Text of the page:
For the structural framing of your patio, including roofing and supports, the best option is aluminium. Considered one of the most environmentally friendly metals on the planet, aluminium is also rust and pest resistant. It’s a strong and durable material that will last a lot longer without maintenance than something like timber.
Tip 6: Include a louvred roof
An opening roof with louvres is the perfect choice for those who want flexibility to provide shade or sun on demand, and are weather resistant to prevent water from seeping through on days when it’ raining. They improve ventilation and make it easier to control the climate in both your patio and the internal living space your patio backs off. As such, you rely less on artificial heating and cooling, and instead let nature do all the work.
Tip 7: Install effective water drainage
It is usually recommended to include guttering and a drainage system in the design of your outdoor area. A drainage system that collects the rain runoff from the roof of your covered patio can be used to feed your lawn and landscaping, saving you money on your water bill and preventing water wastage. It should be noted that in some circumstances such as bushfire zones, a guttering will not be permitted.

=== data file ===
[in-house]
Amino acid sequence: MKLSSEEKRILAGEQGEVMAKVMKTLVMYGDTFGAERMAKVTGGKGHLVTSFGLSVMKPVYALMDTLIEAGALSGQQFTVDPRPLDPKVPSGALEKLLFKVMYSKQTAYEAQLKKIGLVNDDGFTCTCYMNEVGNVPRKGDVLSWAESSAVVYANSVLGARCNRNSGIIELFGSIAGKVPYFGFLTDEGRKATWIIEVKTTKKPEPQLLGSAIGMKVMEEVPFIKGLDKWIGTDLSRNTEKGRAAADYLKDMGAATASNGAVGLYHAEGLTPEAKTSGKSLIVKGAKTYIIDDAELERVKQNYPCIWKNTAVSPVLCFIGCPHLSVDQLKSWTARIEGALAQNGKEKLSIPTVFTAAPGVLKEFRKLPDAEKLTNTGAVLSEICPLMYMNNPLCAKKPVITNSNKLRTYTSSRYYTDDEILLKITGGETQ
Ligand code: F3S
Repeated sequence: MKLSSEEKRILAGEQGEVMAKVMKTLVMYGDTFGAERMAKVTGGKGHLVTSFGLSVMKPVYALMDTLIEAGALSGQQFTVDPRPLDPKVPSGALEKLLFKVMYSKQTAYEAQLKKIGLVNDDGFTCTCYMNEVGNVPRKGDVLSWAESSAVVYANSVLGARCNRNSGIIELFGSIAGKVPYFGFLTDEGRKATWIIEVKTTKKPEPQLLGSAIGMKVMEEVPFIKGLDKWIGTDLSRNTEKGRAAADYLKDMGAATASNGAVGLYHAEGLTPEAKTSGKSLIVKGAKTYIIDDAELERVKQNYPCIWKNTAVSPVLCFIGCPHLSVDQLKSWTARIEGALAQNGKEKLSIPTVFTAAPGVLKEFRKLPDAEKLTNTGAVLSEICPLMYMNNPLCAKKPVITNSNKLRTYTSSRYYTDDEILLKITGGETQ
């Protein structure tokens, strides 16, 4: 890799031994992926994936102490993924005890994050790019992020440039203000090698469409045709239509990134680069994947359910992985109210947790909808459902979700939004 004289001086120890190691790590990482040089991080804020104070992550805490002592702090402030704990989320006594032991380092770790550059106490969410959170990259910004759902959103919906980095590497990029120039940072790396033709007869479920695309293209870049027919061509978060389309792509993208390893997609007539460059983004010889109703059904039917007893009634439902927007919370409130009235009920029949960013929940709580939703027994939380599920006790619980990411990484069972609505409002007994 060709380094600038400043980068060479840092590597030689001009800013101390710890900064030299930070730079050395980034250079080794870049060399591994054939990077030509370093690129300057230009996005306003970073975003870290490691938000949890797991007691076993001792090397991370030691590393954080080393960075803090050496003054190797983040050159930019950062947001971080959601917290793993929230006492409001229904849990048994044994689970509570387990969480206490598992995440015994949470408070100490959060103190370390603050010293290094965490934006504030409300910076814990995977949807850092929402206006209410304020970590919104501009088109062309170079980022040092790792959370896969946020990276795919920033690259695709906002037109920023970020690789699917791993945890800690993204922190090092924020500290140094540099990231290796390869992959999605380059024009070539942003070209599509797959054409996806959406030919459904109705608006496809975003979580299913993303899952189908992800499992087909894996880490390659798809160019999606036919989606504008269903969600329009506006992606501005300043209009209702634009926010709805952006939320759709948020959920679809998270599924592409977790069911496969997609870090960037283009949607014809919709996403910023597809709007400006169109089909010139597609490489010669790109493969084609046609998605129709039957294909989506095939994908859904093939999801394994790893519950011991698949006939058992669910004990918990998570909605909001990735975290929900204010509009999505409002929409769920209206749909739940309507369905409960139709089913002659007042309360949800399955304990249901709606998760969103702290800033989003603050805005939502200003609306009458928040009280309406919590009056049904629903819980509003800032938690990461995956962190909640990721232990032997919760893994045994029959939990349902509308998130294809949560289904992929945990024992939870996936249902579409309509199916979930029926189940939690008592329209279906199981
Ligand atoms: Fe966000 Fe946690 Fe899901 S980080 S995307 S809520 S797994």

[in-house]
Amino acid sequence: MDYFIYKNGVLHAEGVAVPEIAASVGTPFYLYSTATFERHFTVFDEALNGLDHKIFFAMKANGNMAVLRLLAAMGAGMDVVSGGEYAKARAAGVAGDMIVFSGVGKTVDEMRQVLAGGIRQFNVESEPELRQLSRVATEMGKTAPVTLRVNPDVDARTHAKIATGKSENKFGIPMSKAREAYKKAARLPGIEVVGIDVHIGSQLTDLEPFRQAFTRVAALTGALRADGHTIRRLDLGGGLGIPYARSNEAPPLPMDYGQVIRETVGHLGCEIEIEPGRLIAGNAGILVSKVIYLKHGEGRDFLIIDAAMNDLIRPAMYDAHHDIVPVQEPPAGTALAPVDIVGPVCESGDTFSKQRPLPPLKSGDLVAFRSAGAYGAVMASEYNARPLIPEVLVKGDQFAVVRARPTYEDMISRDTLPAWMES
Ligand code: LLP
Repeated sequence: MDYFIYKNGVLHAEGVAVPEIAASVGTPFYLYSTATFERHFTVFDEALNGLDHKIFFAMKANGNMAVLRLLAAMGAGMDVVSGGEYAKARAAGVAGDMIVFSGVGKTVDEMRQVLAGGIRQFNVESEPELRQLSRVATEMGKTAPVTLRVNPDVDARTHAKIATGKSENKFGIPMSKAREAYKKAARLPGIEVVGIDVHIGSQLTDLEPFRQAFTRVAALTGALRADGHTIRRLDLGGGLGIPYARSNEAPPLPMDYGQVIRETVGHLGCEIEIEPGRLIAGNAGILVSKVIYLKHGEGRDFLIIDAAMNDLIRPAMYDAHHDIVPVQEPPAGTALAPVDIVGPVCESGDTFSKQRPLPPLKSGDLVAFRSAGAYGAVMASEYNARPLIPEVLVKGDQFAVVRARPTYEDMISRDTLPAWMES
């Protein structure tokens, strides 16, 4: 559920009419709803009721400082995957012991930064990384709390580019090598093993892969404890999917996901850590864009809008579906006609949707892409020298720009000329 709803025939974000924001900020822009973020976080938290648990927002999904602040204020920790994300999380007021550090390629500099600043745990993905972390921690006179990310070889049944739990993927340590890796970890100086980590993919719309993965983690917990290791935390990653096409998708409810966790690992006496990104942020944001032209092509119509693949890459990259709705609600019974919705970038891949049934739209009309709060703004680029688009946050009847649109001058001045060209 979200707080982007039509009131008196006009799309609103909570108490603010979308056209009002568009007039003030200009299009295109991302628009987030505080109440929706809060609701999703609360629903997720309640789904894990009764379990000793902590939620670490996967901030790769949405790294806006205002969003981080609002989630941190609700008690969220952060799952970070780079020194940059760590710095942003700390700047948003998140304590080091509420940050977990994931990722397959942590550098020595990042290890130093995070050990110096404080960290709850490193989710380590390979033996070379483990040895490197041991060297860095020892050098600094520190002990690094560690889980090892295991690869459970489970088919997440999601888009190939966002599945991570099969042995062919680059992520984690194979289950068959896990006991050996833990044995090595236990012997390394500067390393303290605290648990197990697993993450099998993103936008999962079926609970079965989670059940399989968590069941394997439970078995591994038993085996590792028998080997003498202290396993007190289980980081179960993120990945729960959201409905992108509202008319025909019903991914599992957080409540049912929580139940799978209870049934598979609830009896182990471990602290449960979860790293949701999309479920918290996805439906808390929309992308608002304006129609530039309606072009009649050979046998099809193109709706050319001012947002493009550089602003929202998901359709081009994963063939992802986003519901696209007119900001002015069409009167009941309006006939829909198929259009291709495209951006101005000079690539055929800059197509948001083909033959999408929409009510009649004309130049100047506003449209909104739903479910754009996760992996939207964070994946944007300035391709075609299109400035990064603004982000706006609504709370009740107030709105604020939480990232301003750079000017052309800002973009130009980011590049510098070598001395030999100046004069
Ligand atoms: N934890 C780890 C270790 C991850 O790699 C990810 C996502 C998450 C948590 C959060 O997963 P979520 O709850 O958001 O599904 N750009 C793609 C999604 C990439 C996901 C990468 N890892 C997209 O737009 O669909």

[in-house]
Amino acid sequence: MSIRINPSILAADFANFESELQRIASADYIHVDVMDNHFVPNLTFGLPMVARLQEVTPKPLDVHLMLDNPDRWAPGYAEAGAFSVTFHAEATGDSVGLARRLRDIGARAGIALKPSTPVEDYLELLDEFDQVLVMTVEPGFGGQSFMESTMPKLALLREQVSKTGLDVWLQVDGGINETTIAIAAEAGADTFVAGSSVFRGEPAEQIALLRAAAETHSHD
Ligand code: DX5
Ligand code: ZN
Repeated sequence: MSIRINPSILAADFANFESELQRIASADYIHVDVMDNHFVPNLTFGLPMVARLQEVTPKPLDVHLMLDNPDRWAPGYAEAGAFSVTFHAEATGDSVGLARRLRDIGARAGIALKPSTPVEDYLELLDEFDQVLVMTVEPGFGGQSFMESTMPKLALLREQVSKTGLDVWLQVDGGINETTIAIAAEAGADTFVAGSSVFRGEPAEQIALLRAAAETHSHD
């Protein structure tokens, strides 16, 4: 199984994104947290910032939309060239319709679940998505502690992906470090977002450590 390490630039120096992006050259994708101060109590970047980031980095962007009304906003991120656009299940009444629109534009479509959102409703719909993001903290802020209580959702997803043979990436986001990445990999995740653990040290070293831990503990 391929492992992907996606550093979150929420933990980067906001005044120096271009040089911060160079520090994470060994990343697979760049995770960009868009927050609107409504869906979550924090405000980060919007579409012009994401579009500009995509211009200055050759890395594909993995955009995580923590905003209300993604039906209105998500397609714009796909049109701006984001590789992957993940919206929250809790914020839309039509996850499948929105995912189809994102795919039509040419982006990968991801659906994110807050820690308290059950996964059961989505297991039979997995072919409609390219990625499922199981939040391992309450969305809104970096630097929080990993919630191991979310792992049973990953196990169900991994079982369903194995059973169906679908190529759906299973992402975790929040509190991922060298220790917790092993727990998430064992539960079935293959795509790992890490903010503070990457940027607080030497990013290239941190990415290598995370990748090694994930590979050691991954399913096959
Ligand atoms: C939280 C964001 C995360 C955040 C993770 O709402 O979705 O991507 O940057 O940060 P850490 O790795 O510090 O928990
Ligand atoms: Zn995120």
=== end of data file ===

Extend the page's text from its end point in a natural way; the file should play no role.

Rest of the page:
Tip 8: Go with energy-efficient lighting
Energy saving light bulb varieties or solar powered fixtures can provide plenty of light without driving your energy bill up. LED lights run cooler and give off a brighter glow of light, and are ideal for patios and landscaping.
Motion detectors are also a good idea and prevent lights from being left on all night. Motion detectors enable your lighting to come on only when a person, animal or other motion is sensed, and can also make great home security devices.
It all starts with the design when you’re building or upgrading an outdoor area, especially if you want to make a more sustainable approach. What’s more, the tips on passive design we’ve suggested should also have a flow on effect to the room your patio area is built off. By making the most of nature, you can relax in comfort with warmth and coolness that won’t affect your energy bill.